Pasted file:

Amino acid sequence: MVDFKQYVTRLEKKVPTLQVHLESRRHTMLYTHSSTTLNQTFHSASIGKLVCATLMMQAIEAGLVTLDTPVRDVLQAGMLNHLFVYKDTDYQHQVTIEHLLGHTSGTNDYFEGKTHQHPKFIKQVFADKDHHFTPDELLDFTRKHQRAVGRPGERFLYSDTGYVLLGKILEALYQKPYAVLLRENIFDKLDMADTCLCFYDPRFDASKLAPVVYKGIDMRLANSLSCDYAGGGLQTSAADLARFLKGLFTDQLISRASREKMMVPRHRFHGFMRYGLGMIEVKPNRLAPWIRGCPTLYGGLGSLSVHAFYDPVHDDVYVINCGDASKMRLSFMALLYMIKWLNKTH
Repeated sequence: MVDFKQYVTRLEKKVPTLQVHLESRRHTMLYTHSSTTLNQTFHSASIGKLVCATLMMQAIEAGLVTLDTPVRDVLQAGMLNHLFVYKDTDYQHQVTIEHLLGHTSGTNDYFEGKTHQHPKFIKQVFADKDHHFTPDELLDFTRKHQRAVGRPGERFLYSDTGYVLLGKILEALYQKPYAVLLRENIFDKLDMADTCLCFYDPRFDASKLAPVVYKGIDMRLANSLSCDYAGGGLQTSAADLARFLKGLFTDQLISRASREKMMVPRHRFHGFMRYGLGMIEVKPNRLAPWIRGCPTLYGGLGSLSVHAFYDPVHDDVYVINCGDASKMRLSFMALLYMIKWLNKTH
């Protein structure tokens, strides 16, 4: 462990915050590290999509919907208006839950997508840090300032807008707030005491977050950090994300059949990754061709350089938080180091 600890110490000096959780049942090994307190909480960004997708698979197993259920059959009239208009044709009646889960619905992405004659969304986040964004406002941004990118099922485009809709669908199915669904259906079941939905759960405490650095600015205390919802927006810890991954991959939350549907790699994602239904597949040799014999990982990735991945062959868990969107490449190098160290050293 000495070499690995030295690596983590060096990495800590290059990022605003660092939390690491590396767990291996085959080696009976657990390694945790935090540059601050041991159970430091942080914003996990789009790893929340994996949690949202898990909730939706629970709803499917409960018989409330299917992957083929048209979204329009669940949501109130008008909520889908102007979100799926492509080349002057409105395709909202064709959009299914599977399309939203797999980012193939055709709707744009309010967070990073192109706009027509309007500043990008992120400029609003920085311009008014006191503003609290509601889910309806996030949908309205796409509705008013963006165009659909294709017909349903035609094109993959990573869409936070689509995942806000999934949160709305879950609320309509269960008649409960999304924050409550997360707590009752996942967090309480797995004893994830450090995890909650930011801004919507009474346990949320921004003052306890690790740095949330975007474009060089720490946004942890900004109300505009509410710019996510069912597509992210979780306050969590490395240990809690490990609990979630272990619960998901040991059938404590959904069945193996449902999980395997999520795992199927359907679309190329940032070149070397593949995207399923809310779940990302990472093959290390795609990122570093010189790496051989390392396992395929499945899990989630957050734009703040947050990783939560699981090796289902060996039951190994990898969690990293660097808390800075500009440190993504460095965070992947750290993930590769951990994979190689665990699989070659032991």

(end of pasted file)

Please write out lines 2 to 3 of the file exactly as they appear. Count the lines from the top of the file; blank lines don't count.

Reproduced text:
Repeated sequence: MVDFKQYVTRLEKKVPTLQVHLESRRHTMLYTHSSTTLNQTFHSASIGKLVCATLMMQAIEAGLVTLDTPVRDVLQAGMLNHLFVYKDTDYQHQVTIEHLLGHTSGTNDYFEGKTHQHPKFIKQVFADKDHHFTPDELLDFTRKHQRAVGRPGERFLYSDTGYVLLGKILEALYQKPYAVLLRENIFDKLDMADTCLCFYDPRFDASKLAPVVYKGIDMRLANSLSCDYAGGGLQTSAADLARFLKGLFTDQLISRASREKMMVPRHRFHGFMRYGLGMIEVKPNRLAPWIRGCPTLYGGLGSLSVHAFYDPVHDDVYVINCGDASKMRLSFMALLYMIKWLNKTH
């Protein structure tokens, strides 16, 4: 462990915050590290999509919907208006839950997508840090300032807008707030005491977050950090994300059949990754061709350089938080180091 600890110490000096959780049942090994307190909480960004997708698979197993259920059959009239208009044709009646889960619905992405004659969304986040964004406002941004990118099922485009809709669908199915669904259906079941939905759960405490650095600015205390919802927006810890991954991959939350549907790699994602239904597949040799014999990982990735991945062959868990969107490449190098160290050293 000495070499690995030295690596983590060096990495800590290059990022605003660092939390690491590396767990291996085959080696009976657990390694945790935090540059601050041991159970430091942080914003996990789009790893929340994996949690949202898990909730939706629970709803499917409960018989409330299917992957083929048209979204329009669940949501109130008008909520889908102007979100799926492509080349002057409105395709909202064709959009299914599977399309939203797999980012193939055709709707744009309010967070990073192109706009027509309007500043990008992120400029609003920085311009008014006191503003609290509601889910309806996030949908309205796409509705008013963006165009659909294709017909349903035609094109993959990573869409936070689509995942806000999934949160709305879950609320309509269960008649409960999304924050409550997360707590009752996942967090309480797995004893994830450090995890909650930011801004919507009474346990949320921004003052306890690790740095949330975007474009060089720490946004942890900004109300505009509410710019996510069912597509992210979780306050969590490395240990809690490990609990979630272990619960998901040991059938404590959904069945193996449902999980395997999520795992199927359907679309190329940032070149070397593949995207399923809310779940990302990472093959290390795609990122570093010189790496051989390392396992395929499945899990989630957050734009703040947050990783939560699981090796289902060996039951190994990898969690990293660097808390800075500009440190993504460095965070992947750290993930590769951990994979190689665990699989070659032991």